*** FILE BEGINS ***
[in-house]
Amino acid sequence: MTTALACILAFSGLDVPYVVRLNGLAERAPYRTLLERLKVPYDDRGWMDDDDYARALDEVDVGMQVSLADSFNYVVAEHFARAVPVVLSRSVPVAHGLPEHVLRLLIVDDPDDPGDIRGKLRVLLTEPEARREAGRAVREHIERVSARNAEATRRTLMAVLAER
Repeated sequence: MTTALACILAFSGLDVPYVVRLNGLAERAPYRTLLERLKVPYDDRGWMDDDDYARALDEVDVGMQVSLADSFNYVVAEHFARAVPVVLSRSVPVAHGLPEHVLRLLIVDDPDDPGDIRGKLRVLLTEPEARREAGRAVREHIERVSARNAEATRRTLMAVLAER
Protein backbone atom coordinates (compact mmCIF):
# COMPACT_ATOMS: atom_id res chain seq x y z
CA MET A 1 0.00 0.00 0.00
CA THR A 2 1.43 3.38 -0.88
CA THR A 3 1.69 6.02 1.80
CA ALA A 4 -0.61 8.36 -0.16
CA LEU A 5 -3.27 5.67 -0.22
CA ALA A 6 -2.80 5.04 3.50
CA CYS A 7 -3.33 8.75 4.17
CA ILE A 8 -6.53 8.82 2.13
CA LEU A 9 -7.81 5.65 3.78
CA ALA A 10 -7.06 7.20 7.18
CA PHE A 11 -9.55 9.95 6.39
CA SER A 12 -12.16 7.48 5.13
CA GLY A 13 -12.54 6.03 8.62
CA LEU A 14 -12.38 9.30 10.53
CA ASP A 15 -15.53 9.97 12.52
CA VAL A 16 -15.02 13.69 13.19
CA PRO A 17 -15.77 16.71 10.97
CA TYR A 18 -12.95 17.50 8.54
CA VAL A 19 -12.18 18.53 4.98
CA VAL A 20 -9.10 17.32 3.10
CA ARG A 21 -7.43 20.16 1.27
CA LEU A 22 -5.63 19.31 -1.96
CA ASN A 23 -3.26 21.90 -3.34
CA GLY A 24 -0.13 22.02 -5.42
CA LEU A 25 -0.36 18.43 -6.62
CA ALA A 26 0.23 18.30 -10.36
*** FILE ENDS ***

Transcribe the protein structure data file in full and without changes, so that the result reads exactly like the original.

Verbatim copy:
[in-house]
Amino acid sequence: MTTALACILAFSGLDVPYVVRLNGLAERAPYRTLLERLKVPYDDRGWMDDDDYARALDEVDVGMQVSLADSFNYVVAEHFARAVPVVLSRSVPVAHGLPEHVLRLLIVDDPDDPGDIRGKLRVLLTEPEARREAGRAVREHIERVSARNAEATRRTLMAVLAER
Repeated sequence: MTTALACILAFSGLDVPYVVRLNGLAERAPYRTLLERLKVPYDDRGWMDDDDYARALDEVDVGMQVSLADSFNYVVAEHFARAVPVVLSRSVPVAHGLPEHVLRLLIVDDPDDPGDIRGKLRVLLTEPEARREAGRAVREHIERVSARNAEATRRTLMAVLAER
Protein backbone atom coordinates (compact mmCIF):
# COMPACT_ATOMS: atom_id res chain seq x y z
CA MET A 1 0.00 0.00 0.00
CA THR A 2 1.43 3.38 -0.88
CA THR A 3 1.69 6.02 1.80
CA ALA A 4 -0.61 8.36 -0.16
CA LEU A 5 -3.27 5.67 -0.22
CA ALA A 6 -2.80 5.04 3.50
CA CYS A 7 -3.33 8.75 4.17
CA ILE A 8 -6.53 8.82 2.13
CA LEU A 9 -7.81 5.65 3.78
CA ALA A 10 -7.06 7.20 7.18
CA PHE A 11 -9.55 9.95 6.39
CA SER A 12 -12.16 7.48 5.13
CA GLY A 13 -12.54 6.03 8.62
CA LEU A 14 -12.38 9.30 10.53
CA ASP A 15 -15.53 9.97 12.52
CA VAL A 16 -15.02 13.69 13.19
CA PRO A 17 -15.77 16.71 10.97
CA TYR A 18 -12.95 17.50 8.54
CA VAL A 19 -12.18 18.53 4.98
CA VAL A 20 -9.10 17.32 3.10
CA ARG A 21 -7.43 20.16 1.27
CA LEU A 22 -5.63 19.31 -1.96
CA ASN A 23 -3.26 21.90 -3.34
CA GLY A 24 -0.13 22.02 -5.42
CA LEU A 25 -0.36 18.43 -6.62
CA ALA A 26 0.23 18.30 -10.36